Jo Gar

Created by Ramon Decolta
Pseudonym of Raoul Whitfield
Other pseudonyms include Temple Field


“You are sure of something. That is bad — one should never be sure.”
— Jo-Gar in “West of Guam”

Diminutive, with short arms, narrow shoulders, stubby fingers and greying hair that make him appear older than he is, polite and soft-spoken, Spanish-Filipino JO GAR is not your typical Black Mask detective. but he may have been one of the best.

Sure, there were constant references to his “almond-shaped eyes” and “thin, colorless lips,’ but the Gar stories also represented a major change in the way Asians were portrayed in pulp fiction–and arguably in pop culture itself. Criminal mastermind Fu Manchu was popular, yes, but he was all about the Yellow Peril, an unfortunate racist caricature of evil otherness that proved exceedingly popular, and good ol’ Charlie Chan who, while definitely on the side of the angels and portrayed with a great degree of respect, was essentially a supporting player in his first book 1926’s The House Without a Key) and continued to be portrayed, particularly in film, as a slightly comic figure.

Gar was a good guy, too, or at least as “good” as any of the other morally ambiguous dicks of the early pulps. But there was little comic in the way in which he was portrayed. He was as hard-boiled as Hammett’s Sam Spade, but possibly even more cold-bloodedly pragmatic; closer in temperament to The Continental Op.

Nor was there any doubt that Gar meant business–his small, Colt automatic was called into service with alarming frequency, and the dying confessions of men who thought they’d get the drop on “the Island detective” were as much a part of the stories as his seemingly endless supply of brown-paper cigarettes.

Add to that the fact that the mean streets that Gar stalks are in Manila, and you’ve got one of the more original and colourful eyes to appear in the pulps. Working out of his tiny office off the Escolta in Manila, his cases took him throughout the Philippines, and, in one memorable story, he ventured as far as San Francisco. The more than two dozen short stories, almost all originally published in Black Mask, are all worth searching for. They frequently show up in anthologies, and there have been a couple of collections, as well, so you have no excuse.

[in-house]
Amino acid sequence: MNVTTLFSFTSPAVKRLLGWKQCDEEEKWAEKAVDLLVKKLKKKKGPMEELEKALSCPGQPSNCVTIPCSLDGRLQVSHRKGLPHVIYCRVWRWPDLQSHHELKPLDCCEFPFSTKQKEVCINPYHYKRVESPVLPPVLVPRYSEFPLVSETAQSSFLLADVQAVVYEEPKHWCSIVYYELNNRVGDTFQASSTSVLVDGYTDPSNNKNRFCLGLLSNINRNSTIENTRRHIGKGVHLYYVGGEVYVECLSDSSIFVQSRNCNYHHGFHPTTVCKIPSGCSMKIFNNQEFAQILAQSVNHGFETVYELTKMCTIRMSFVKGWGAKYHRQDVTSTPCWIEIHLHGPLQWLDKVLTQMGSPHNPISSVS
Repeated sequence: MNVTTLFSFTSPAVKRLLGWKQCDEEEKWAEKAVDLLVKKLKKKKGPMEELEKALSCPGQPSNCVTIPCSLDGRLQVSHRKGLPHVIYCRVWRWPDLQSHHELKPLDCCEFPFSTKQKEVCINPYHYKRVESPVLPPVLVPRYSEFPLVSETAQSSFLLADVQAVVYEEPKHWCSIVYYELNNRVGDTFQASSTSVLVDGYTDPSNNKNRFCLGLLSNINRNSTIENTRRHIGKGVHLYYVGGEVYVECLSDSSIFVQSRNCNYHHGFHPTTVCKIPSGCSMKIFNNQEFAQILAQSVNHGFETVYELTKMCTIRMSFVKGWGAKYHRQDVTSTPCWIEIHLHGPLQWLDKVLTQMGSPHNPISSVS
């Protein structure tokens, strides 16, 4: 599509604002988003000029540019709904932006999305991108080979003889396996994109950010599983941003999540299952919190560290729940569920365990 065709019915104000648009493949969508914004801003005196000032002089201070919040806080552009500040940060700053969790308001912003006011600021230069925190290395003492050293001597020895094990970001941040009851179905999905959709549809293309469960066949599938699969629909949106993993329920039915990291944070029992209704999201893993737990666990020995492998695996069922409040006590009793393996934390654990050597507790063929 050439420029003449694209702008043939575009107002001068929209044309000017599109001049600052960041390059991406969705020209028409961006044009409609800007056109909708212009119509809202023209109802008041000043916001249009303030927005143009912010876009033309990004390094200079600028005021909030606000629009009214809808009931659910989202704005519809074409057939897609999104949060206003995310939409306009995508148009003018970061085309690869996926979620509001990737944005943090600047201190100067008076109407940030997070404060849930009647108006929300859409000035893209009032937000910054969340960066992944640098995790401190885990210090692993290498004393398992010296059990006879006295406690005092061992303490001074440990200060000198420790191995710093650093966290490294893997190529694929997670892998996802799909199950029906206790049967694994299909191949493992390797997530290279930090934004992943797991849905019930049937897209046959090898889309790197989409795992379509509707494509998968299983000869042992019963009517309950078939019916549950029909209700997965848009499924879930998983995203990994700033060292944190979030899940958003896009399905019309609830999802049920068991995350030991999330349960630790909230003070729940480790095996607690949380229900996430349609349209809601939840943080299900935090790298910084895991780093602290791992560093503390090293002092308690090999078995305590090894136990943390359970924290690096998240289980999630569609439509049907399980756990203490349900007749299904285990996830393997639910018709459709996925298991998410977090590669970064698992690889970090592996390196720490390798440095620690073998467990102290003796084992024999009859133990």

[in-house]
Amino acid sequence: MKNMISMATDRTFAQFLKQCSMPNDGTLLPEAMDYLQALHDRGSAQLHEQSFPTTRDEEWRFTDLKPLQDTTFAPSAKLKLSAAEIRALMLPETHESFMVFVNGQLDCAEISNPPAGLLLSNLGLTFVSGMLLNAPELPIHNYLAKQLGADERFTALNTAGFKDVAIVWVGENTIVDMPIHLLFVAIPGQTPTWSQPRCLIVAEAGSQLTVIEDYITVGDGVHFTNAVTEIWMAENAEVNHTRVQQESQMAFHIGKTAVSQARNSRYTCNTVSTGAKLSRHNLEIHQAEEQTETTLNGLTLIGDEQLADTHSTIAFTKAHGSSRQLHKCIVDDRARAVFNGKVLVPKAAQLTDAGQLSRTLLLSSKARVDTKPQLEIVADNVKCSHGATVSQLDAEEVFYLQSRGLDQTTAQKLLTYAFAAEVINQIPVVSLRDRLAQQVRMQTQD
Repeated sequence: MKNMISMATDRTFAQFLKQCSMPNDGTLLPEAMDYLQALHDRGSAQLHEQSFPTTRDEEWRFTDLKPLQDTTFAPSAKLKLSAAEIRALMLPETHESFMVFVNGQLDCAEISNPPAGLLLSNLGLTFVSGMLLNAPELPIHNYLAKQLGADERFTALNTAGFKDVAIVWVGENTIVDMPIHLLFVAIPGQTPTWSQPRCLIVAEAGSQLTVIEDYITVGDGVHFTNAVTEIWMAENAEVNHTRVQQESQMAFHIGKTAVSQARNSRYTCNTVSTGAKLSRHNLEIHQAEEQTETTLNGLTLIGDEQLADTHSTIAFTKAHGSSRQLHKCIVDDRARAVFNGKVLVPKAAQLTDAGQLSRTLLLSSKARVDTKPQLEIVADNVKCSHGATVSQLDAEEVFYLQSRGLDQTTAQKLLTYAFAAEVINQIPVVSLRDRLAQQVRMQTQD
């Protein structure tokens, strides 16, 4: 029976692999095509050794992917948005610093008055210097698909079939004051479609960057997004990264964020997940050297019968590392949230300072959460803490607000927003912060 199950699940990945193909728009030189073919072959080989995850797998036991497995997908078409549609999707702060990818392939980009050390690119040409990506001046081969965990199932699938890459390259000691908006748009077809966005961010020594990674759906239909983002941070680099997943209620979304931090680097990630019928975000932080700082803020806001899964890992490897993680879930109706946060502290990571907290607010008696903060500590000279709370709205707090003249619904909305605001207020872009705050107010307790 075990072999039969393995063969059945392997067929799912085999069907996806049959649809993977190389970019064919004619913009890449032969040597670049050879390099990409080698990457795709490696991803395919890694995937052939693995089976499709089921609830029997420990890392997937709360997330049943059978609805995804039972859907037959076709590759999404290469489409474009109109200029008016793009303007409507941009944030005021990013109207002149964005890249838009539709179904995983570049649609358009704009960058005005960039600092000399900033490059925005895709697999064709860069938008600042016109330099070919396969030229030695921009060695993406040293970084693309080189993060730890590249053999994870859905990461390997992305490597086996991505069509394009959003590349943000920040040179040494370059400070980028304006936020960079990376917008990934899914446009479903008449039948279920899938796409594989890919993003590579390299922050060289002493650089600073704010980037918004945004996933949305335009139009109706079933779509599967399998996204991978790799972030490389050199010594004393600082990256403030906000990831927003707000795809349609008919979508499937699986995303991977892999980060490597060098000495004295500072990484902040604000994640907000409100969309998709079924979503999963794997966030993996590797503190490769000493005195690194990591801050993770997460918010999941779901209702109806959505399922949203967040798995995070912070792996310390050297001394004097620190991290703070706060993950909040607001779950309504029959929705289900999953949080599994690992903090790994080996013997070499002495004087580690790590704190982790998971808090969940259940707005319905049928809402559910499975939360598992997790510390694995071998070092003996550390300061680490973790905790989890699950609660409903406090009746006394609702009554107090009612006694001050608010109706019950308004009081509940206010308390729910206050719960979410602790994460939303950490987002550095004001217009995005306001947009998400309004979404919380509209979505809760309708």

Ramon Decolta was the pen name of Raoul Whitfield, who was also responsible for several other eyes in the pulps, most notably Ben Jardinn and Donald Free. Whitfield spent much of his early life in Manila, where his father worked for the Territorial Government.


  • Chauffeur, afraid Gar will kill him: “I am a poor man –”
    Gar, threatening him with a gun: “Then you have less to live for.”
    — from “The Blind Chinese”


  • “West of Guam” (February 1930, Black Mask)
  • “Death in the Pasig” (March 1930, Black Mask)
  • “Red Hemp” (April 1930, Black Mask)
  • “Signals of Storm” (June 1930, Black Mask)
  • “Enough Rope” (July 1930, Black Mask)
  • “Nagasaki Bound” (September 1930, Black Mask)
  • “Nagasaki Knives” (October 1930, Black Mask)
  • “The Caleso Murders” (December 1930, Black Mask)
  • “Silence House” (January 1931, Black Mask)
  • “Diamonds of Dread” (February 1931, Black Mask)
    The first of the six-part Rainbow Diamonds serial.
  • “The Man in White” (March 1931, Black Mask)
    The second of the six-part Rainbow Diamonds serial.
  • “The Blind Chinese” (April 1931, Black Mask)
    The third of the six-part Rainbow Diamonds serial.
  • “Red Dawn” (May 1931, Black Mask)
    The fourth of the six-part Rainbow Diamonds serial.
  • “Blue Glass” (July 1931, Black Mask)
    The fifth of the six-part Rainbow Diamonds serial.
  • “Diamonds of Death” (August 1931, Black Mask)
    The conclusion of the six-part Rainbow Diamonds serial.
  • “Shooting Gallery” (October 1931, Black Mask)
  • “The Javanese Mask” (December 1931, Black Mask)
  • “The Black Sampan” (January 1932, Black Mask)
  • “China Man” (March 1932, Black Mask; 1965, The Hardboiled Dicks)
  • “The Siamese Cat” (April 1932, Black Mask)
  • “Climbing Death” (July 1932, Black Mask)
  • “The Magician Murders” (November 1932, Black Mask)
  • “The Man From Shanghai” (May 1933, Black Mask)
  • “The Amber Fan” (July 1933, Black Mask)
  • “The Great Black” (August 1937, Cosmopolitan)



Report respectfully submitted by Kevin Burton Smith. And thanks to Tony Baer for the finishing touch.

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